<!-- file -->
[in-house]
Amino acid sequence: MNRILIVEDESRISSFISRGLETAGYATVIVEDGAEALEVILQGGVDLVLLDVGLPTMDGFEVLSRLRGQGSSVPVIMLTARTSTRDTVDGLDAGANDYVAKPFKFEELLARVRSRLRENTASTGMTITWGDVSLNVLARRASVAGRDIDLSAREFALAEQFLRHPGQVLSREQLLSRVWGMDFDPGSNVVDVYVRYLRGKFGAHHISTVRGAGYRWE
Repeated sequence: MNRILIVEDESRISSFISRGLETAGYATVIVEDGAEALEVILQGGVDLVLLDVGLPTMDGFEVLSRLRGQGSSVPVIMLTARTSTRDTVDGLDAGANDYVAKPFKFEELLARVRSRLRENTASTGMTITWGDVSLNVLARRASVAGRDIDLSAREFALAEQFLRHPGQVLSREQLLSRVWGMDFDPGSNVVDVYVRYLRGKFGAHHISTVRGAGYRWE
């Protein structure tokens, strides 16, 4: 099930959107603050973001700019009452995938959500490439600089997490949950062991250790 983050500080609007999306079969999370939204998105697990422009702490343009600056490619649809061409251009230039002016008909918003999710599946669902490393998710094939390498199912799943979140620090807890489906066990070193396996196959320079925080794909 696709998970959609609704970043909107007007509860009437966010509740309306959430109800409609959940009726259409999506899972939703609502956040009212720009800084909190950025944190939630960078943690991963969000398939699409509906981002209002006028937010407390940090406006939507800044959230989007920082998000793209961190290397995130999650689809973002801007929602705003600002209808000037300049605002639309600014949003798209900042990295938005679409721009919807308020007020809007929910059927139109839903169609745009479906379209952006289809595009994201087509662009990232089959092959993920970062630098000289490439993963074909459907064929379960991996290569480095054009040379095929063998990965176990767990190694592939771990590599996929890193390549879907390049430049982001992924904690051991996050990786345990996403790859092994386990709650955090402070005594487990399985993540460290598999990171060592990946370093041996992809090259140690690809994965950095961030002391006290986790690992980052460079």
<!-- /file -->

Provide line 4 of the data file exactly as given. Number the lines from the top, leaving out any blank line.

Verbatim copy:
């Protein structure tokens, strides 16, 4: 099930959107603050973001700019009452995938959500490439600089997490949950062991250790 983050500080609007999306079969999370939204998105697990422009702490343009600056490619649809061409251009230039002016008909918003999710599946669902490393998710094939390498199912799943979140620090807890489906066990070193396996196959320079925080794909 696709998970959609609704970043909107007007509860009437966010509740309306959430109800409609959940009726259409999506899972939703609502956040009212720009800084909190950025944190939630960078943690991963969000398939699409509906981002209002006028937010407390940090406006939507800044959230989007920082998000793209961190290397995130999650689809973002801007929602705003600002209808000037300049605002639309600014949003798209900042990295938005679409721009919807308020007020809007929910059927139109839903169609745009479906379209952006289809595009994201087509662009990232089959092959993920970062630098000289490439993963074909459907064929379960991996290569480095054009040379095929063998990965176990767990190694592939771990590599996929890193390549879907390049430049982001992924904690051991996050990786345990996403790859092994386990709650955090402070005594487990399985993540460290598999990171060592990946370093041996992809090259140690690809994965950095961030002391006290986790690992980052460079």